Jim Jordan Falls Short in Speaker Race: Republican Votes Scatter, Democrats Unite Behind Hakeem Jeffries

In a closely watched vote in the lower chamber of Congress, Rep. Jim Jordan, R-Ohio, fell short of the 217 votes needed to secure a seat as the House speaker, according to The Hill.

During Wednesday’s vote, 199 Republicans backed Jordan, with 22 votes scattered among other candidates. House Minority Leader Hakeem Jeffries, D-N.Y., received 212 votes, all from Democrats. The next round of voting is scheduled for Thursday.

Significantly, six Republican representatives changed their votes from the previous day’s ballot. Four of them, who had previously supported Jordan, shifted their allegiance to other candidates, while two representatives—who had not previously supported Jordan—voted in his favor.

The Republican representatives who altered their votes against Jordan were as follows:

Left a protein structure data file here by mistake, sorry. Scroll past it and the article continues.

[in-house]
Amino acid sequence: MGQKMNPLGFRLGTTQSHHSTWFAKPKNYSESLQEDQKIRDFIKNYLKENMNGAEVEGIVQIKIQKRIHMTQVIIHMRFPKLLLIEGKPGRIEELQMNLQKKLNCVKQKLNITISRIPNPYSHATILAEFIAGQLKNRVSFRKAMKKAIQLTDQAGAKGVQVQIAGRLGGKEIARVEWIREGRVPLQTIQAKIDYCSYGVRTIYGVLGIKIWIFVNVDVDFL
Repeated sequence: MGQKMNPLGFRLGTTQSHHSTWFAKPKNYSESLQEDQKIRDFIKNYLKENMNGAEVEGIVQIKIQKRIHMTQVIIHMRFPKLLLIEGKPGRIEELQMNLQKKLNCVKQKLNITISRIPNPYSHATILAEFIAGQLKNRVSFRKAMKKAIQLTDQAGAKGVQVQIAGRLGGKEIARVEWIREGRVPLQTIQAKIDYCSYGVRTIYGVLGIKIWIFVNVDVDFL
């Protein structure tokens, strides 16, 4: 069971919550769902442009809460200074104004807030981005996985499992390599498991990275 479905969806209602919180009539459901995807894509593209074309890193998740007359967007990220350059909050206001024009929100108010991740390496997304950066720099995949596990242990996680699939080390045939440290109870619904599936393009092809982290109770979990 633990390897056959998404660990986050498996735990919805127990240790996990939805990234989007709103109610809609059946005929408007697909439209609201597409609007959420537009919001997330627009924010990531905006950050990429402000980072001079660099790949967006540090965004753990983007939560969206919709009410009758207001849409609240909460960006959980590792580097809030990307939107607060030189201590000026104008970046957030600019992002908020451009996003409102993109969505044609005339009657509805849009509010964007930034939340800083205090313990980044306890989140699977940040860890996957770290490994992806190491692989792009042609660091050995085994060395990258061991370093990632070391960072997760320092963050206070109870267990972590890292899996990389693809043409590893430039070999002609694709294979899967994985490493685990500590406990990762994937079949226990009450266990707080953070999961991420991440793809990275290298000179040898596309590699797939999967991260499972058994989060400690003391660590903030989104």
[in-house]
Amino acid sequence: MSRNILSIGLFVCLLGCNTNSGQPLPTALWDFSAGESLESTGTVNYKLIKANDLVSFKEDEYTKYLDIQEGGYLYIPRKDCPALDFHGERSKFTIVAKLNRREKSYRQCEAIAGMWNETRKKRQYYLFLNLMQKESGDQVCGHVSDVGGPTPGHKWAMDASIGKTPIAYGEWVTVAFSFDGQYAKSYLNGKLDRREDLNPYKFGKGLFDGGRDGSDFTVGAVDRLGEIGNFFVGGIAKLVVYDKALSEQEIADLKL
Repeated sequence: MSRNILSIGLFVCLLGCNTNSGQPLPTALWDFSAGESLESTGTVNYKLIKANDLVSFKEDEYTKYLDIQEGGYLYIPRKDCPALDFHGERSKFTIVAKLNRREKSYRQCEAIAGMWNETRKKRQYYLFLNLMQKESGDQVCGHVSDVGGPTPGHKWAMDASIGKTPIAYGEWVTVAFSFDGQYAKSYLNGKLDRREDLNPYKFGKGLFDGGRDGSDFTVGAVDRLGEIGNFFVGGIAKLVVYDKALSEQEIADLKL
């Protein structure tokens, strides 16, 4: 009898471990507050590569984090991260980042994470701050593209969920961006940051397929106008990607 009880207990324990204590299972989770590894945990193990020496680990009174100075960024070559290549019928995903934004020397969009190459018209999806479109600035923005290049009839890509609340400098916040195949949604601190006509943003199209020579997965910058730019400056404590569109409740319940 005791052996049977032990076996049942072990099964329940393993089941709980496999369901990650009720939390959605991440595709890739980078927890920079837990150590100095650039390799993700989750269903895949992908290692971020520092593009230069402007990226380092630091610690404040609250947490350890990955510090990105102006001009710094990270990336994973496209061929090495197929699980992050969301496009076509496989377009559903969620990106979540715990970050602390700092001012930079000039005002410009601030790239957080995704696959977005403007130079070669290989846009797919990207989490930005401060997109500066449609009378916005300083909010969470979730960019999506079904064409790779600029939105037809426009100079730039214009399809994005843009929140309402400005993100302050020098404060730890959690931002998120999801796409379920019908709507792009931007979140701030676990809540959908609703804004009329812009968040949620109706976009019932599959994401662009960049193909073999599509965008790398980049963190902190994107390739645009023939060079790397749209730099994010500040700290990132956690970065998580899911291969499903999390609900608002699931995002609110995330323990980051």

• Florida Rep. Vern Buchanan, who cast his vote for Rep. Byron Donalds, R-Fla.
  • Georgia Rep. Drew Ferguson, who voted for Majority Leader Steve Scalise, R-La.
  • Iowa Rep. Mariannette Miller-Meeks, who supported Rep. Kay Granger, R-Texas.
  • Minnesota Rep. Pete Stauber, who voted for Rep. Bruce Westerman, R-Ark.

Conversely, two Republican representatives switched to support Jordan during the second ballot: California Rep. Doug LaMalfa, who had initially supported former Speaker Kevin McCarthy, R-Calif., and Indiana Rep. Victoria Spartz, who voted for Rep. Thomas Massie, R-Ky., on the first ballot.

Rep. Gus Bilirakis, R-Fla., who had not been present during Tuesday’s vote, cast his vote in favor of Jordan.

In a surprising turn of events during the speaker race, amid concerns about the United States potentially entering another long-term conflict in the Middle East, a House Democrat, Rep. Brad Sherman of California, suggested the idea of former President George W. Bush taking on the role of House speaker, as reported by The Washington Times.

Among the 22 votes going to other Republican candidates, seven were in support of Scalise, with five for McCarthy. The remaining votes were scattered among various candidates, including Emmer, Zeldin, Garcia, Boehner, Miller, and Westerman.